Football Coach Mike Burnett will leave Broad Run for Tuscarora (Va.)

From Staff Reports
Thursday, January 14, 2010; D10

One month after leading Broad Run to its second straight undefeated season and Virginia AA Division 4 championship, Coach Mike Burnett said he will leave the Ashburn school to take a job as the social studies department chairman at Tuscarora, a new school in Leesburg set to open in the fall.

Burnett's bid to become the football coach at Tuscarora is still pending Loudoun County School Board approval.

"I can't imagine it's not going to come through," Burnett said.

Burnett, who lives in Leesburg with his wife and children, broke the news to his players Tuesday.

"It's excruciating," he said. "There's no words that can describe how difficult it is to leave these kids. Everything about football was and is great at Broad Run. That hasn't changed.

"The bottom line is I'm a teacher, I'm a coach, I'm a father, I'm a husband. My schedule right now is really putting a stress on all of those."

In four years as head coach of the Spartans, Burnett turned a 1-9 team into the top AA program in the state. Under Burnett, Broad Run compiled a 43-6 mark with three Dulles District titles and two state championships. The Spartans ended 2009 on a 28-game winning streak and have won 30 consecutive regular season contests.

Tuscarora will open its doors with a full varsity football schedule. The Huskies will compete at the AA Division 3 level and will play an independent schedule.

Broad Run Athletic Director Jack Kirby said he has received interest from several coaches within Loudoun County, and Burnett's departure could trigger a domino effect among coaches from several of the other programs in the county.

"We've already received quite a few phone calls from coaches who are interested in the position," Kirby said. "We will post the job opening on the school Web site as soon as this becomes official and then move forward from there."

FCPS may cut pool time

Swimming and diving could face a 50 percent cut in practice time under the newest proposed Fairfax County Public Schools budget.

According to the proposal presented by FCPS Superintendent Jack D. Dale, the reduction in practice time is just one of the cuts that also include the elimination of indoor track and all freshman sports.

According to Bill Curran, student activities and athletics director for Fairfax County, the cuts to swimming would save $100,000. It is a move, he said, that is necessary.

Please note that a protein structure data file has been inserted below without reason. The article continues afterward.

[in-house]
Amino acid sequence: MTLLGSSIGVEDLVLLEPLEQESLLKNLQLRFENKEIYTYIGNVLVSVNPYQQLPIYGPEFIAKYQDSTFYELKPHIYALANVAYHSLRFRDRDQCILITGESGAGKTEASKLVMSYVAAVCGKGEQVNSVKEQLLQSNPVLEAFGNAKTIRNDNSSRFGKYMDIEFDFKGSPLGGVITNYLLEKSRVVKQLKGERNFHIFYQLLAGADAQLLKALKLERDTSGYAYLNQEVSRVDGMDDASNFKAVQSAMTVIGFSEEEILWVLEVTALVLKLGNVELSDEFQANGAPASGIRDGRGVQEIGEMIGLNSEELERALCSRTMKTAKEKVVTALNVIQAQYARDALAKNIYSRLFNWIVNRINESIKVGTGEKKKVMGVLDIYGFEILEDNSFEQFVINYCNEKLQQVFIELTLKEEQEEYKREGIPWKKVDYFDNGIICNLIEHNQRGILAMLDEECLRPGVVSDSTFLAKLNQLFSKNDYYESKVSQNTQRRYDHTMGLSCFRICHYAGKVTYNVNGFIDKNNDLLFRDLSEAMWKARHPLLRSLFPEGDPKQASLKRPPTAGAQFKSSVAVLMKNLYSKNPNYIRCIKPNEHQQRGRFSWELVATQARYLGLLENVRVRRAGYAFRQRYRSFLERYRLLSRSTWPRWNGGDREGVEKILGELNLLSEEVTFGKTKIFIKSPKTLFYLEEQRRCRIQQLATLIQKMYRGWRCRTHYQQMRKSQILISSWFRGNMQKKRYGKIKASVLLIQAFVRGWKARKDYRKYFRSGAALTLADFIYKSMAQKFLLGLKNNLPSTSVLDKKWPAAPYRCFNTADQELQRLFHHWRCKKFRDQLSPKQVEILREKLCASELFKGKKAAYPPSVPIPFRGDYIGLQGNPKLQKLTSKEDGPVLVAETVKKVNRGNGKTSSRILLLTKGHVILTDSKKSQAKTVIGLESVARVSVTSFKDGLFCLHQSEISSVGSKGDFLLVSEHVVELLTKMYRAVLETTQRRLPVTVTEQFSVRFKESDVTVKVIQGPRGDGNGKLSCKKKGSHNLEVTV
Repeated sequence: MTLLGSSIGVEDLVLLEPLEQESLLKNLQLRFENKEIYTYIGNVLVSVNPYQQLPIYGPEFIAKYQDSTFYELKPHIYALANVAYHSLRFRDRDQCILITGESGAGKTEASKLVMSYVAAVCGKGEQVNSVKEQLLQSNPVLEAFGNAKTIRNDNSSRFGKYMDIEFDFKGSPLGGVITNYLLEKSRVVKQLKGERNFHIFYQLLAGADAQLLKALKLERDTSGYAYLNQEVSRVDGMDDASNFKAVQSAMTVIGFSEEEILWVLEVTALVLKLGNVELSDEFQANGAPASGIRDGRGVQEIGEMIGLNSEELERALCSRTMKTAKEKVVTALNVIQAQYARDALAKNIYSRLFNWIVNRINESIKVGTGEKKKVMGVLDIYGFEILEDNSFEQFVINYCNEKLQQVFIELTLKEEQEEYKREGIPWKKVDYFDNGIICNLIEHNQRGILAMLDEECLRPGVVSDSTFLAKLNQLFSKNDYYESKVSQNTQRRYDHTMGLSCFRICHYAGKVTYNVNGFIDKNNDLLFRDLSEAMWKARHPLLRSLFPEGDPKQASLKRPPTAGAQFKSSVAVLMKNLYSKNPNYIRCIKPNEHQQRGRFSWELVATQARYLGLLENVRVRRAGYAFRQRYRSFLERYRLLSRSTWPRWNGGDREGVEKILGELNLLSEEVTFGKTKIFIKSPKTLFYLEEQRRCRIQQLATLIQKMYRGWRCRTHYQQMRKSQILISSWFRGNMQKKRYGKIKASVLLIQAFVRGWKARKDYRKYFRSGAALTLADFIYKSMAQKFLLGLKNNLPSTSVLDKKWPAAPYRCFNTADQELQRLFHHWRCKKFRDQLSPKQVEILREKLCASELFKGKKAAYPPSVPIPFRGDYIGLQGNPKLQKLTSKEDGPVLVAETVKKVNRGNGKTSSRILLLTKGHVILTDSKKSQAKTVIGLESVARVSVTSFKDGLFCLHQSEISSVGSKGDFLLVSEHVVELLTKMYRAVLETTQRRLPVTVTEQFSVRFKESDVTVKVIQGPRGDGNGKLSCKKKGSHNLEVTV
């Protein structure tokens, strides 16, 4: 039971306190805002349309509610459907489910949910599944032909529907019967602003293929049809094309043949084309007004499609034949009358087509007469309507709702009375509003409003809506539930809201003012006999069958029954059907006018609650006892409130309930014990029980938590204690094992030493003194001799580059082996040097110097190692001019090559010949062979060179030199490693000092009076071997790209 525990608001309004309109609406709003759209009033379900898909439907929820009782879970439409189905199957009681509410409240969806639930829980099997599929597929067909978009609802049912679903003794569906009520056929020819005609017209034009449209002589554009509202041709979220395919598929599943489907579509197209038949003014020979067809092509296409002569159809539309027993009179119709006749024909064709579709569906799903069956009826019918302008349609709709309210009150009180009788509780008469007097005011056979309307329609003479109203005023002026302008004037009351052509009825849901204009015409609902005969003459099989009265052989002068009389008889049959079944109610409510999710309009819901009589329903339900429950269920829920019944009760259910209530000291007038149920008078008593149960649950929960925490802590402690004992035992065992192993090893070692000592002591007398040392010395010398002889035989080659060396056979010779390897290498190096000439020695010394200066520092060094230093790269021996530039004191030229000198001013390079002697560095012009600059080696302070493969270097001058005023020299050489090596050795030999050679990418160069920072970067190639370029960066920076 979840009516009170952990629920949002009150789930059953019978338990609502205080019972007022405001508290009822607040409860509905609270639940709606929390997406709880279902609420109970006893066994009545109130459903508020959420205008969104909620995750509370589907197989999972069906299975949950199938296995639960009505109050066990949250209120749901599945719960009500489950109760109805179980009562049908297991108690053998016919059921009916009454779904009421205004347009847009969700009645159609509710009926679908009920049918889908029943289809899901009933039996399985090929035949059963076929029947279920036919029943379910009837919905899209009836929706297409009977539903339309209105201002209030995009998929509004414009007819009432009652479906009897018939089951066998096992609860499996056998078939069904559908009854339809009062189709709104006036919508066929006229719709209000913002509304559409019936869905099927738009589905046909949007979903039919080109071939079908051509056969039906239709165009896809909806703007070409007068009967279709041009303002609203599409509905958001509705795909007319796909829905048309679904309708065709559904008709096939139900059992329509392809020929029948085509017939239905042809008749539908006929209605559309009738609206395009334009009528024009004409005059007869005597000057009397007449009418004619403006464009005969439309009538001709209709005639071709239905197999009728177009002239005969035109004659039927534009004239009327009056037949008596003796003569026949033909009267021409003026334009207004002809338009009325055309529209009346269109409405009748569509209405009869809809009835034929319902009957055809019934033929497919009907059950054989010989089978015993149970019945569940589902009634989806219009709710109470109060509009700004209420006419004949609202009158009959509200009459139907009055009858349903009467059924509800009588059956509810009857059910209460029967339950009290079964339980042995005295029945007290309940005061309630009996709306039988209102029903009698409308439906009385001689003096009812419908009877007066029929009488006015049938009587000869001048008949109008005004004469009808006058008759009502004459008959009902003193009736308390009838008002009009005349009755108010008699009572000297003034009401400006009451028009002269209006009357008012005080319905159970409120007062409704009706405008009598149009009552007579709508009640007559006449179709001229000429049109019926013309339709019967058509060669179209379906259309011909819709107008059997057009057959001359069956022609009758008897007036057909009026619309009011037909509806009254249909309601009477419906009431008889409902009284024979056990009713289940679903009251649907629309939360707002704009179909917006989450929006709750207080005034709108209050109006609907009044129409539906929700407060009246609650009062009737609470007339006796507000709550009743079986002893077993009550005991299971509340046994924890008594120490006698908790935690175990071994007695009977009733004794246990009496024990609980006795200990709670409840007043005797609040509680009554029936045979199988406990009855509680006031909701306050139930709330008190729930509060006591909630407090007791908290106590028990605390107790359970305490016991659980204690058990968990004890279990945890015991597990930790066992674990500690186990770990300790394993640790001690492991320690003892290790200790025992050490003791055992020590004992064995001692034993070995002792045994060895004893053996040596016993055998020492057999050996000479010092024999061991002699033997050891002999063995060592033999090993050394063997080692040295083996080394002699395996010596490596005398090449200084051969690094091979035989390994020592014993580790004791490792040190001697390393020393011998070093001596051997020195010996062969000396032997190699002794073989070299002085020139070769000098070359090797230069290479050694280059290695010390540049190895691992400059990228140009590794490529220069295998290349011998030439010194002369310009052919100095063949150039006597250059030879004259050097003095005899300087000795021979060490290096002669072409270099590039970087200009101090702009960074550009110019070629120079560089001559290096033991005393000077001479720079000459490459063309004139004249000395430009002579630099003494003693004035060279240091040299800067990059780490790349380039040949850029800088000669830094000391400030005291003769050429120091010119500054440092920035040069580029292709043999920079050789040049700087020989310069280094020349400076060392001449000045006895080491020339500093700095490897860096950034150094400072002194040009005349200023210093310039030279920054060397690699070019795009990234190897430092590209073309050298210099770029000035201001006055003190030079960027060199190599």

Curran said the county made strides to avoid cutting the sport altogether, and researched whether teams could still be effective with just two practices.

"It's hard," Curran said. "The budget is what it is, so everybody has some sort of impact on it. . . . This kept the program alive, which is a big part. Swimming and diving is very popular, so we didn't want to see any elimination of it. We didn't touch swim meets; the opportunity to compete is still there, which is important."

The impact of the decreased practice time may not affect many swimmers who compete at the club level. However, a drop from four to two practices a week for those who do not swim year-round would have a substantial impact, according to parents and coaches.

"If you're not swimming year round or swimming every day it's awfully hard to swim a competitive" race, said Betty Ann Dobrenz, an organizer with Save Our Sport, a group that has fought against swim cuts in Fairfax County in past years. "It's a pretty devastating blow to the sport."

Said Robinson Coach Clayton Joyner, whose teams are defending Virginia AAA boys' and girls' champions: "If it goes to 50 percent, that's going to cause problems because that's just not training at all, it's just somewhat staying in shape. They're in trouble, that's all there is to it."

Shue comes up big

Landon freshman Graham Shue -- all 5 feet 6 inches and 140 pounds of him -- was arguably the least likely to score a critical goal for the top-ranked Bears in Tuesday's Mid-Atlantic Prep Hockey League home game against No. 3 DeMatha at Rockville Ice Arena. Especially with bigger players crowding him in front of the net.

But Shue got free, took sophomore Matt Opsahl's pass from behind the net, and beat goalie Drew Weigman with 1 minute 22 seconds left in the third period, tying the game at 3. It ended that way when DeMatha failed to score on a power play in the game's final minute.

"It's definitely the biggest goal of my career," Shue, whose high school career is all of 12 games, said with a laugh.

DeMatha had taken a 3-2 lead with 2:14 to play when the fastest skater on the ice, University of New Hampshire-bound senior Casey Thrush, beat Landon goalie Connor Jones up high.

"There was a lot of hype about this game," said Shue, who also plays games at Rockville Ice Arena for the Montgomery Blue Devils. "When we got down 3-2, we never got down on ourselves. Everyone on the bench said, 'We've still got this.' "

Landon (8-2-2) outplayed DeMatha (13-11-5) over the first two periods and led 2-1 on goals by Opsahl and junior Sam Anas. DeMatha's score was sandwiched in between, with R.J. Thompson scoring off a long rebound.

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